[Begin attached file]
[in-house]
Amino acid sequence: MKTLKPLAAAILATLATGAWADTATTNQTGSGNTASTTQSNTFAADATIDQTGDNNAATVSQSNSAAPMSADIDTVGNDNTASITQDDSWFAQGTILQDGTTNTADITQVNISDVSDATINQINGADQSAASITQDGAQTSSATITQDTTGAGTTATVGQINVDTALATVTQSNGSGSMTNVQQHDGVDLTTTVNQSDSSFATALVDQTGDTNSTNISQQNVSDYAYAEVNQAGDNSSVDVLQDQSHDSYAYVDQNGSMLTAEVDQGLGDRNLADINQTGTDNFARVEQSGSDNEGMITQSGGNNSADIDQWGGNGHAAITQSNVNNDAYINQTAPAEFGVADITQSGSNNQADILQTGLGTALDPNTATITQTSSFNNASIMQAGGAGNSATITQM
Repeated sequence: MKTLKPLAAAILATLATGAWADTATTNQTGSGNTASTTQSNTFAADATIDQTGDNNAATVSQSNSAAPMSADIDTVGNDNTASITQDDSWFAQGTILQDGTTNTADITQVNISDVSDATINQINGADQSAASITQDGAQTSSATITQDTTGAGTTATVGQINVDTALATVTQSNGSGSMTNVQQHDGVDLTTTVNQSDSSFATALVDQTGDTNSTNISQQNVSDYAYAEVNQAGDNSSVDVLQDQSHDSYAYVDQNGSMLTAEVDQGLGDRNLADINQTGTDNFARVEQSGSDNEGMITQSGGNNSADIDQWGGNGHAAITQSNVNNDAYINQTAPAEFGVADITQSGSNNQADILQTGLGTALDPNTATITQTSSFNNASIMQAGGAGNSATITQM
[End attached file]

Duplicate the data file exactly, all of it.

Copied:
[in-house]
Amino acid sequence: MKTLKPLAAAILATLATGAWADTATTNQTGSGNTASTTQSNTFAADATIDQTGDNNAATVSQSNSAAPMSADIDTVGNDNTASITQDDSWFAQGTILQDGTTNTADITQVNISDVSDATINQINGADQSAASITQDGAQTSSATITQDTTGAGTTATVGQINVDTALATVTQSNGSGSMTNVQQHDGVDLTTTVNQSDSSFATALVDQTGDTNSTNISQQNVSDYAYAEVNQAGDNSSVDVLQDQSHDSYAYVDQNGSMLTAEVDQGLGDRNLADINQTGTDNFARVEQSGSDNEGMITQSGGNNSADIDQWGGNGHAAITQSNVNNDAYINQTAPAEFGVADITQSGSNNQADILQTGLGTALDPNTATITQTSSFNNASIMQAGGAGNSATITQM
Repeated sequence: MKTLKPLAAAILATLATGAWADTATTNQTGSGNTASTTQSNTFAADATIDQTGDNNAATVSQSNSAAPMSADIDTVGNDNTASITQDDSWFAQGTILQDGTTNTADITQVNISDVSDATINQINGADQSAASITQDGAQTSSATITQDTTGAGTTATVGQINVDTALATVTQSNGSGSMTNVQQHDGVDLTTTVNQSDSSFATALVDQTGDTNSTNISQQNVSDYAYAEVNQAGDNSSVDVLQDQSHDSYAYVDQNGSMLTAEVDQGLGDRNLADINQTGTDNFARVEQSGSDNEGMITQSGGNNSADIDQWGGNGHAAITQSNVNNDAYINQTAPAEFGVADITQSGSNNQADILQTGLGTALDPNTATITQTSSFNNASIMQAGGAGNSATITQM